To say I’ve been looking forward to this movie is an understatement. Apple is my beat. Aaron Sorkin—whose credits include The West Wing, Moneyball, and The Social Network—is my favorite screenwriter. One of my readers counted the number of stories I’ve already written about the project. This will be my 18th.
To cut to the chase: I loved it.
Aaron Sorkin’s Steve Jobs—which opens Friday in select theaters—is fast, smart and insightful, with flashes of brilliance and lots of nerdy in-jokes the aficionado will appreciate. (I’m a footnote in one of them, having helped report the 1982 Time Magazine Machine of the Year issue that brought the real Steve Jobs to tears.)
Officially, the film is based on Walter Isaacson’s best-selling biography. In reality, the script bears only a casual relationship to the facts of Steve Jobs’ life. It’s not the cradle-to-grave biopic Sorkin decided early on he didn’t want to write. It’s not the hit job the defenders of Jobs’ memory feared.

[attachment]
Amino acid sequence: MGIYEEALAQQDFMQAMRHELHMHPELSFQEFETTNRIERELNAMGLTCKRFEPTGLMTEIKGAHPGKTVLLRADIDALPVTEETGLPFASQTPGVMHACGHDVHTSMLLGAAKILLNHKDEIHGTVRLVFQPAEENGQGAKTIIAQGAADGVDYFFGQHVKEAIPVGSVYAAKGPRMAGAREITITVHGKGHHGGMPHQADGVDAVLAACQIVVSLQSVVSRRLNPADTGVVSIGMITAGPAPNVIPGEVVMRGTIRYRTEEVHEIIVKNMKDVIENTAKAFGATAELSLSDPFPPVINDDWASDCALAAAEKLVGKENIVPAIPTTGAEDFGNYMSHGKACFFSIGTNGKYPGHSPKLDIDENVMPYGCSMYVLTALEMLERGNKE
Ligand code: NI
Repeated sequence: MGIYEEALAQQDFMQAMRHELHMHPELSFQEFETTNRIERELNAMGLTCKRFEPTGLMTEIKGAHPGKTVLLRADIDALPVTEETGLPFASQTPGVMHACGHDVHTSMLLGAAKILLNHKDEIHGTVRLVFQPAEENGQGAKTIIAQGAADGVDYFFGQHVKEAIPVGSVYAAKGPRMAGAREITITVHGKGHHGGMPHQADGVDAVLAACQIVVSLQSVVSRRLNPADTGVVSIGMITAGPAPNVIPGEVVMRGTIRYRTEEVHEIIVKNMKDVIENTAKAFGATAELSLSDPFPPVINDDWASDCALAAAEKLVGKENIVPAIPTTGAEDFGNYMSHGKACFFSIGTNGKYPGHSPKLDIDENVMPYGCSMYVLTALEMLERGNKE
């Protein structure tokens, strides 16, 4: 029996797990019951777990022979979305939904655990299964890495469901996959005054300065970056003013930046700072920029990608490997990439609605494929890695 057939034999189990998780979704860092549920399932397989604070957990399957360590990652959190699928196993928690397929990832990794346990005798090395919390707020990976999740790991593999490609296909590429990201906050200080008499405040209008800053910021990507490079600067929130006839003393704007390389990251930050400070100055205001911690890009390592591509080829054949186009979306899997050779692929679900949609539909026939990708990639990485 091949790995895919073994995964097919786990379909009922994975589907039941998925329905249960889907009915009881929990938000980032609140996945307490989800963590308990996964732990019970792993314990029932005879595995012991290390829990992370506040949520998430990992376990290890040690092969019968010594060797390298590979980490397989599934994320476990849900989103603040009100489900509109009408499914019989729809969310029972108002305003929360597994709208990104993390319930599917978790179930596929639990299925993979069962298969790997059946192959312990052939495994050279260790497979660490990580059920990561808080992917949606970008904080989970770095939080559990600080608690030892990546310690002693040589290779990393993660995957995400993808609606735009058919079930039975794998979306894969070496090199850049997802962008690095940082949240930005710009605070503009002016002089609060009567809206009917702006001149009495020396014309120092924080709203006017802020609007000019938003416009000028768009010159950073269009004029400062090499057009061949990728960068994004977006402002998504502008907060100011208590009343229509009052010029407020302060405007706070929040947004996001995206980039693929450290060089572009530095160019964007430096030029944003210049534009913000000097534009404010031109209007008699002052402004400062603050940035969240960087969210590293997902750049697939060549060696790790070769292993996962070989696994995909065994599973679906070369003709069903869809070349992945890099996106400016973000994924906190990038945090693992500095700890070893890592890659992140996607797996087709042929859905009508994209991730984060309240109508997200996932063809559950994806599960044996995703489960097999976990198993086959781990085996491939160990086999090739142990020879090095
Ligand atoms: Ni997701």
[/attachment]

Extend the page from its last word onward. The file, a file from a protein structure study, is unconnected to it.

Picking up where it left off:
What it is is a vehicle for what Sorkin does best: Drill down to his characters’ deepest psychic conflicts—or what he imagines them to be—and have them talk it out in brainy dialogue that is literally breathless (an effect director Danny (Slumdog Millionaire) Boyle achieves by editing out his actors’ pauses to take a breath).
Sorkin’s three-act format—the 40 minutes or so leading up to Jobs’ keynotes for the Mac, the NeXT workstation and the iMac—is both a strength and a weakness. It gives the movie an easy-to-grasp tentpole structure; it wears a little thin by Act 3.
Aaron Sorkin is like Apple. You either love him or hate him. If you care about Steve Jobs and you like Sorkin, you’re in for a treat.